That should have been it. Liverpool were three up against a demoralized Arsenal, who had also lost both Iwobi and Ramsey through injury. But, because Liverpool, it wasn't, and because Arsenal, it was the accidental substitutes who changed the game.

First, with Liverpool still glorying in their fourth goal, Oxlade-Chamberlain broke down Liverpool's right, released by the other substitute Cazorla, somehow cutting between Clyne and Lallana before a deflected shot squirmed past Mignolet. Then, with Arsenal actually almost starting to believe, and at least reasserting possession and control, Liverpool failed when defending a set play. To be fair, it was immaculate delivery by Cazorla and Chambers jumping highest; well-taken and well-scored. There was little that Liverpool could do about it aside from not conceding the free kick in the first place. Shit happens. But shit happens to Liverpool too often.

Sigh. There were still 15 minutes plus injury time to go. Liverpool were rocking, and all the memories of Southampton, Newcastle, etc. from last season came roaring back.

But for all the nail-biting and heart palpitations, Arsenal didn't take a shot after scoring their third. Substitutes Can and Origi were a massive factor in that: the former calming and solidifying the midfield, the latter both a bother and holding play up well when Liverpool hoofed clear. The back four looked miles better, especially Klavan and our new favorite scapegoat, making sure the speedy Walcott and Bellerin had little space on that flank. Liverpool won free kicks and corners and Liverpool time-wasted. By hook and by crook, Liverpool held on.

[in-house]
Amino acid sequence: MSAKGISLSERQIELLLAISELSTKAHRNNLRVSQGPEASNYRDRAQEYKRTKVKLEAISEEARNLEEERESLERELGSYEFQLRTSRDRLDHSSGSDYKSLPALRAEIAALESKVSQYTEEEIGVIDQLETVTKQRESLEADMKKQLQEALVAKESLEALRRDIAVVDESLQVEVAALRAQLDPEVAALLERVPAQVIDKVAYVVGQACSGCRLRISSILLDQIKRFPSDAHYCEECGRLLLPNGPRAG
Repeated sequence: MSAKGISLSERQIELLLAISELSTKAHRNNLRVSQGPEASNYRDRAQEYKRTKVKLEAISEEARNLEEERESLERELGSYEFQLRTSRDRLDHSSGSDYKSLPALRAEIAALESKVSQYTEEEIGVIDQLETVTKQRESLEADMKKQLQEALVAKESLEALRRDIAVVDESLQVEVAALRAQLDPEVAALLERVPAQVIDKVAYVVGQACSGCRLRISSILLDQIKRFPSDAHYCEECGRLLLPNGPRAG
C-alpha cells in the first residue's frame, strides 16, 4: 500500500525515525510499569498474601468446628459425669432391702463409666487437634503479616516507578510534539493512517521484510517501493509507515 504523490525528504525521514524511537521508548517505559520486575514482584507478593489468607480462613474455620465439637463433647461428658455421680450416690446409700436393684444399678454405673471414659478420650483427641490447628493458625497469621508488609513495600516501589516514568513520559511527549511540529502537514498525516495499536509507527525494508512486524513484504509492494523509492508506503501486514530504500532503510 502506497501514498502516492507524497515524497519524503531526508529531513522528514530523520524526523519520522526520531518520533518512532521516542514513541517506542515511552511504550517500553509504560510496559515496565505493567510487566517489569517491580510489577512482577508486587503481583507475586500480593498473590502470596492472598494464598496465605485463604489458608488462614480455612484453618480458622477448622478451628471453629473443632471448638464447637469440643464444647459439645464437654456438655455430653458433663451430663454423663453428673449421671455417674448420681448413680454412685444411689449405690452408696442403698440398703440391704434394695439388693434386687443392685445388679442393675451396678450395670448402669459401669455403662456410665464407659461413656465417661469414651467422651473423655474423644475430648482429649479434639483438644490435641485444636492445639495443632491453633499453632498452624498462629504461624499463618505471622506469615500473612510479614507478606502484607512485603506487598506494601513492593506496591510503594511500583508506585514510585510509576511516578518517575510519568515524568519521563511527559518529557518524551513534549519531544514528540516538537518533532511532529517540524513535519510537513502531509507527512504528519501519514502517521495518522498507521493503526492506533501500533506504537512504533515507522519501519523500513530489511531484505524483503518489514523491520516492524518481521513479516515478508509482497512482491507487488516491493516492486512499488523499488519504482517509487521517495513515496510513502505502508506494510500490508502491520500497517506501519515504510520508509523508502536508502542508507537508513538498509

Deep breaths. It was the best of Liverpool and the worst of Liverpool, the back-to-back 90 minutes against Barcelona and Mainz smashed into a single match. It was Liverpool's potential up front but Liverpool's terror at the back, but it was also the same surprising ability to kill the game that we saw at Dortmund last season.

Liverpool almost never win at Arsenal. Before today, they'd done it just once in the last 15 years, in 20 visits. No matter if Arsenal were missing their three best center-backs, no matter if it's the first game of the season, no matter if Liverpool came too close for comfort to losing a three-goal lead. Any win at Arsenal is a good win.

As we saw in preseason and hoped was true, there's a real team in there. There's a very, very capable blitzkrieg attack, ability in midfield, and the defense really doesn't look bad most of the time as long as no one does something dumb. For all the flaws, this is a very promising start. But Liverpool still have quite a long way to go to put it all together.

Liverpool just scored four goals at Arsenal and won there for just the second time in 15 years, and still have that much room to potentially grow.

1 comment :

drew said...

Wonder if the extra Arsenal goals might not actually help in the long term—you go and whip a competitor 4-1 or 5-2 on their patch (which it easily would have been if Coutinho hadn't cramped just then), then maybe you think everything's pretty all right for the season. But now even the gaffer admits he got carried away, I don't think anyone will be taking the boot off the throat anytime soon.

Obviously you never want to concede, but it might be the sort of lesson that produces a lot more multi-goal wins down the line.